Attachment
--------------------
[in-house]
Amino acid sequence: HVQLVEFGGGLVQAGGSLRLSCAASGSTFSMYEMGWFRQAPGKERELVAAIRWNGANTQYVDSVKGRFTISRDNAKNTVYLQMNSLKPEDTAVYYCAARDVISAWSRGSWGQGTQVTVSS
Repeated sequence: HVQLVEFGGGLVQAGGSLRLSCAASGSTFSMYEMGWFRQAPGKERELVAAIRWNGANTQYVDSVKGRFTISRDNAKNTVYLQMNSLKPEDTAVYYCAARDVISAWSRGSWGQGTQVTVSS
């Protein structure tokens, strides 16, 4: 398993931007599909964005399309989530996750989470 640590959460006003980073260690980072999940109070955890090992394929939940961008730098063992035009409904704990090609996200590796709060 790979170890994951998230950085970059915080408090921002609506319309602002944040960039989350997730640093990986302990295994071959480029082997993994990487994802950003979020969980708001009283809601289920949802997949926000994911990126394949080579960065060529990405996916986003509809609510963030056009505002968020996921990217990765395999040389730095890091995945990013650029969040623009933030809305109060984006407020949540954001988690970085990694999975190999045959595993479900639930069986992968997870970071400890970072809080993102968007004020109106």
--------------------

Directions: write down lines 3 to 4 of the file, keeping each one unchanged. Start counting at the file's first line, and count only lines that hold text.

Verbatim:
Repeated sequence: HVQLVEFGGGLVQAGGSLRLSCAASGSTFSMYEMGWFRQAPGKERELVAAIRWNGANTQYVDSVKGRFTISRDNAKNTVYLQMNSLKPEDTAVYYCAARDVISAWSRGSWGQGTQVTVSS
């Protein structure tokens, strides 16, 4: 398993931007599909964005399309989530996750989470 640590959460006003980073260690980072999940109070955890090992394929939940961008730098063992035009409904704990090609996200590796709060 790979170890994951998230950085970059915080408090921002609506319309602002944040960039989350997730640093990986302990295994071959480029082997993994990487994802950003979020969980708001009283809601289920949802997949926000994911990126394949080579960065060529990405996916986003509809609510963030056009505002968020996921990217990765395999040389730095890091995945990013650029969040623009933030809305109060984006407020949540954001988690970085990694999975190999045959595993479900639930069986992968997870970071400890970072809080993102968007004020109106």